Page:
Commute is a promising but uneven and somewhat unsatisfying debut from the Brooklyn three-piece the Diggs. Led by singer, songwriter, and guitarist Timothy Lannen, the Diggs are unapologetically inspired by the shoegazer and dream pop scenes of the '90s: Lannen's overdubbed and effects-laden guitars drone and shimmer across the songs while bassist Robert Haussmann and drummer Charlie Schmid provide nearly all the forward momentum, and even at his most assertive, Lannen's deadpan vocals almost never rise above about the midpoint in the mix. The results, on songs like "Minimum Safe Distance" and "It's Just Like You Say," make for a pleasant modern update on the likes of Ride or Swervedriver, but the further Lannen moves from that core sound, the less interesting Commute becomes. Several songs, most notably "Sibling" and "Stagg," speed up the tempo and add a bit more distortion, and in the process become fundamentally indistinguishable from your basic cookie-cutter emo tracks in the post-Sunny Day Real Estate tradition. Further, even the more appealing songs here tend to evaporate once the listener tries to focus on the lyrical or melodic content: Commute is filled with pleasant surfaces sure to be comfortingly familiar to aging hipsters with fond memories of the shoegazer era, but it doesn't have much more than that going for it.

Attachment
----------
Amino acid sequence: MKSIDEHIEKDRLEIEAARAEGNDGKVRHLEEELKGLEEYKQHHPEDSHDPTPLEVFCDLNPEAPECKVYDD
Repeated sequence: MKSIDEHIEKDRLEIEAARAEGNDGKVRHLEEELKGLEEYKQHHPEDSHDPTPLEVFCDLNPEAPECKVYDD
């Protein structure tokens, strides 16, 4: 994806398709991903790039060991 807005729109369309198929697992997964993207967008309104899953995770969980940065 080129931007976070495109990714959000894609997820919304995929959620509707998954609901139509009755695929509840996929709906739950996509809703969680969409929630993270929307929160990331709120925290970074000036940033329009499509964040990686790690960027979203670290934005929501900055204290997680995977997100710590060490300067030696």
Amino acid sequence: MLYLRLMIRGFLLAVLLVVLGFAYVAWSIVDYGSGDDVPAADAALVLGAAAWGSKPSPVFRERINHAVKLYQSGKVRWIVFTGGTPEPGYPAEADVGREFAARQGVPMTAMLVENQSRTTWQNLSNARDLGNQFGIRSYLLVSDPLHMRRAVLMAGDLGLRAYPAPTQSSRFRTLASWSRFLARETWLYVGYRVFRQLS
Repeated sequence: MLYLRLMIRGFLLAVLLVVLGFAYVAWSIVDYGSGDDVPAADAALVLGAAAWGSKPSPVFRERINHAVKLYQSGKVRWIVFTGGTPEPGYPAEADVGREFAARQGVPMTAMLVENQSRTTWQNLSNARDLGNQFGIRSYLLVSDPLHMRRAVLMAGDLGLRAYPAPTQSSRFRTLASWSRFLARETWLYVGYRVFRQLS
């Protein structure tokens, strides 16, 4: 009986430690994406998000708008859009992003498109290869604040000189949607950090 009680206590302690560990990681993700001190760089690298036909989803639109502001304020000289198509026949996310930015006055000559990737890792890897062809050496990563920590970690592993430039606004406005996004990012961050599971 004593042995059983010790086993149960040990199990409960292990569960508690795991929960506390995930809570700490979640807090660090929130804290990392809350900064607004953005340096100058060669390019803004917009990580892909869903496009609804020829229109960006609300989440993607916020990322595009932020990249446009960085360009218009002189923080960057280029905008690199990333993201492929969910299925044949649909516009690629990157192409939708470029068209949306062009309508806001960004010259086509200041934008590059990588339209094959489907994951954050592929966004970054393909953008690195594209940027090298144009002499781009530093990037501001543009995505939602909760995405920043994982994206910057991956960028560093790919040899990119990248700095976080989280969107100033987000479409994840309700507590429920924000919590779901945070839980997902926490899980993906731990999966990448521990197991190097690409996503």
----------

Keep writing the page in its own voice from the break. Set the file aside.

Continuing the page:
AllMusic Review by Stewart Mason